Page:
Swiss priority program OPTIQUE II, funded by the ETH Council
Modern everyday life is characterized by an ever increasing interaction between man and machines leading to a growing number of potentially harmful situations for human beings. This holds true not only for factory environments but for virtually every facet of daily life: When using public or private transportation (trains, buses, trams, cars, etc.) or when entering through automatic sliding or revolving doors, the health or even the life of users might be endangered through accidents, malfunctions or human oversight. Most of these devices and many more, e.g., in the surveillance and security area, would profit from the availability of reliable presence detection systems which would be able to construct and evaluate a coarse three-dimensional representation of the world. For these purposes distance and lateral resolutions of about 10 cm would be sufficient for distances between a couple of meters to some 100 meters. These applications are already addressed by a wide variety of products on the market, based on ultrasound, radar, light barriers, coded light triangulation, stereo vision etc. Although each of these approaches has a certain success in a niche application, none comes really close to the ideal miniaturized range camera, which is reliable, inexpensive, robust, and safe to use.
The purpose of the new project is to develop two types of universal range cameras based on optical ranging techniques (time-of-flight or AM laser radar), with which a large part of today's safety, surveillance and automotive applications can be solved. The first type is a long-distance (up to 500 m) narrow field-of-view range camera, capable also of tracking moving targets Main applications are foreseen in the automotive area ("smart cruise control") and in the transportation safety sector ("train/tram radar"). The second type is a mid-range (up to 5m), wide field-of-view side-looking range sensor. While the first type of range sensor is typically a small box in a traditional camera configuration, the second will be rather used in thin profiles for safety applications. The 3D range image produced by this side-looking distance sensor is rather elongated, possibly consisting only of a strip or distance profile. The first type of range camera, however, is expected to produce range images with a typical resolution of about 64x16 pixels. These images are difficult to interpret due to several problems normally not encountered in intensity images The range images are spatially undersampled, they include incomplete data (target reflectivity either too low or so high that the pixels are saturated), the data can be ambiguous (multiple optical reflections), and the scenes and objects to be interpreted are constantly moving (analysis of range image sequences required). For this reason, preprocessing and interpretation of the temporal sequences of range images need novel algorithms which must be of low enough complexity to lend themselves well for the implementation in custom ASICs.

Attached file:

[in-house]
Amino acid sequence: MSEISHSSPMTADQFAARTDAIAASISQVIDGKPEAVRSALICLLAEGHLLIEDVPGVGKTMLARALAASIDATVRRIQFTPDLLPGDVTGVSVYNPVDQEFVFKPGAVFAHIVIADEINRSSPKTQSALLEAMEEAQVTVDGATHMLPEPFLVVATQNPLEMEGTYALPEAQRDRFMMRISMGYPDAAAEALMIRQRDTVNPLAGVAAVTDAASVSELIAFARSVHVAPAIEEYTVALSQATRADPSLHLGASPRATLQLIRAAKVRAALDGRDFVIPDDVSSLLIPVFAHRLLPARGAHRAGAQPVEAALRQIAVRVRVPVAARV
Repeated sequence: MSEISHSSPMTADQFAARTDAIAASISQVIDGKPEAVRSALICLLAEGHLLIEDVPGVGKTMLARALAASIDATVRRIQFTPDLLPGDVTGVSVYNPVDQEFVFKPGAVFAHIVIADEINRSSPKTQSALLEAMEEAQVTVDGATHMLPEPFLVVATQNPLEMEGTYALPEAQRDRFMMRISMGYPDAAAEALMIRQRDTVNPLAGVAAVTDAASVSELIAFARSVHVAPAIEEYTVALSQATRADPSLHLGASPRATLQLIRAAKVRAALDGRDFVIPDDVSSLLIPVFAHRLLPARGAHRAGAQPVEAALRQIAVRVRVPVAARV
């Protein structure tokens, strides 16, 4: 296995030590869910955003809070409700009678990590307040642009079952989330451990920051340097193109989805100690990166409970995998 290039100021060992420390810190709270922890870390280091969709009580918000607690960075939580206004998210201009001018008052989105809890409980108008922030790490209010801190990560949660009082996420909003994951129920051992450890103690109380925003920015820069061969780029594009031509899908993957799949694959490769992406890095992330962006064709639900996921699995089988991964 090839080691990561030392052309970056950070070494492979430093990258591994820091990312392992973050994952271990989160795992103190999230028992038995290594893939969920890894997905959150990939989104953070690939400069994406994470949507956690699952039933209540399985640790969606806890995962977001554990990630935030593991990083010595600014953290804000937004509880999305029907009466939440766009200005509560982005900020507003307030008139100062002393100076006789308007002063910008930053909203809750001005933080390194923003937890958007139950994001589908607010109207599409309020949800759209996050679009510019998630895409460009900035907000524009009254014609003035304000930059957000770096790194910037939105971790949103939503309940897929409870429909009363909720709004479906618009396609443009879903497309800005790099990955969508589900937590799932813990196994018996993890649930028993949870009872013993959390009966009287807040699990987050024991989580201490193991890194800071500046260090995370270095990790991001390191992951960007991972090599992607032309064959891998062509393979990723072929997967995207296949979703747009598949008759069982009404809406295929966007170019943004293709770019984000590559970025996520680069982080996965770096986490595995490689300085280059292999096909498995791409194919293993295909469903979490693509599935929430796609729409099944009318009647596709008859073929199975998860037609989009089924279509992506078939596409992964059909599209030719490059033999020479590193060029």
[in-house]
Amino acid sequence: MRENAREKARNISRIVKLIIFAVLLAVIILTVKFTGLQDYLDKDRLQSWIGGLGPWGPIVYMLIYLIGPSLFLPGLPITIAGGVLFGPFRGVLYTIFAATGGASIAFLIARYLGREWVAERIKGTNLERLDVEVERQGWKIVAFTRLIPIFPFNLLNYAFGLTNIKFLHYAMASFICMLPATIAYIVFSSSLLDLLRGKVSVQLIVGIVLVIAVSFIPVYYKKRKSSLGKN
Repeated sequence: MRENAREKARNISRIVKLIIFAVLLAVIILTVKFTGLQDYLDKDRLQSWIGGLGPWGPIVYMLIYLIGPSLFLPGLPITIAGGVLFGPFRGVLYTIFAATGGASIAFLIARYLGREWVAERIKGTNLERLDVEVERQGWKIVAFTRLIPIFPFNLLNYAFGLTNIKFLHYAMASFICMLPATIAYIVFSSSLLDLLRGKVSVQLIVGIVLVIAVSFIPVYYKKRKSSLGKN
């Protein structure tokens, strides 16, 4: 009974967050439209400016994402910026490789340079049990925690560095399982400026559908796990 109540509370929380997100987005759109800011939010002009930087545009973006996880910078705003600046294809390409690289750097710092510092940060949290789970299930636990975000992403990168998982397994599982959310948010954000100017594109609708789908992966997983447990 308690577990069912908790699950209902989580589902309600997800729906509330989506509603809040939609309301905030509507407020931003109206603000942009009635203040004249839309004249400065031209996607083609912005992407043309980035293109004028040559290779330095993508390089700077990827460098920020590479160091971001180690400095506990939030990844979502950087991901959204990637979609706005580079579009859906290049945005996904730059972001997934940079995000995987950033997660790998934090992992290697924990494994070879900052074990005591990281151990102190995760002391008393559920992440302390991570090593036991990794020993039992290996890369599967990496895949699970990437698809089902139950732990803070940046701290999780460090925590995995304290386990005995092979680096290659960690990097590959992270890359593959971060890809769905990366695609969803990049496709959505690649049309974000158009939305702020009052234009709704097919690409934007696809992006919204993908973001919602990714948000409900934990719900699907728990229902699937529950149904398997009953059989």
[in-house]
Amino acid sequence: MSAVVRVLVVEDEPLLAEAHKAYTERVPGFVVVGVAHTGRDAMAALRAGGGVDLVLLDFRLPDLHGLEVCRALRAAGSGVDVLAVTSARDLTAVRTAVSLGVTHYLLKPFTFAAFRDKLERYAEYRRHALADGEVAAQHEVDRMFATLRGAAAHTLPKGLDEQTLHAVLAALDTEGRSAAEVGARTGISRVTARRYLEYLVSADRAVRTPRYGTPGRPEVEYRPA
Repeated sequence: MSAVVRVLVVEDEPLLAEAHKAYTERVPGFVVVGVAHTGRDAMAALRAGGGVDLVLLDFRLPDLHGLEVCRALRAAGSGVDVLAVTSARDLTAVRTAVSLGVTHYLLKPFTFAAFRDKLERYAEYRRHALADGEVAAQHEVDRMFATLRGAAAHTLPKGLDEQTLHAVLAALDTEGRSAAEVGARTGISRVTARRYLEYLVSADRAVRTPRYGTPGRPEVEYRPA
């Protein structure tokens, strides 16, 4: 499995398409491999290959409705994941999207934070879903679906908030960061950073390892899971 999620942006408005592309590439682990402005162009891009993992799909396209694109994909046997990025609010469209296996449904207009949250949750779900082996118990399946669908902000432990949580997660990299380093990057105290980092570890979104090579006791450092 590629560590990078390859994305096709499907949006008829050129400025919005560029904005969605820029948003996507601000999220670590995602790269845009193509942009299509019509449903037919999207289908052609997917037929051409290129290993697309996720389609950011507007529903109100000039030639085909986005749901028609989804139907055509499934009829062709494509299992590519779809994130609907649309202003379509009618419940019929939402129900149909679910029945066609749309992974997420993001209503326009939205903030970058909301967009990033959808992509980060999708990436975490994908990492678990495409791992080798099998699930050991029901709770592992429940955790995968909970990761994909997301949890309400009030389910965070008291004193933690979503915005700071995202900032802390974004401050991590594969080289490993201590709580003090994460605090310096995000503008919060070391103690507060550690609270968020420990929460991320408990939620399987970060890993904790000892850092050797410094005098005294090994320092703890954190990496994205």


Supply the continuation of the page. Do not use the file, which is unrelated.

Objectives of the project:
Development of concepts and architectures for two types of low-cost range cameras, one for long-distance (up to 200m) applications, primarily in automotive and transportation environments, the other for short-range (up to 5m) side-looking applications for safety and surveillance purposes.
Development of two types of modulated, eye-safe light sources with associated driving electronics.
Development of two types of optical imaging systems, one being camera-like, the other for integration into thin profiles. Wherever possible the same optical components will be employed.
Development of accompanying driver and signal conditioning ASICs for the optimum operation of the image sensor together with the light source.
Investigation and development of algorithms for the processing and interpretation of low-resolution range image sequences. The algorithms will be developed under the constraint that they are easily integrated into an ASIC chip.
Demonstration of the two developed range cameras in real surveillance, safety and automotive applications.(This summary adapted after the project description of Dr. Peter Seitz of CSEM)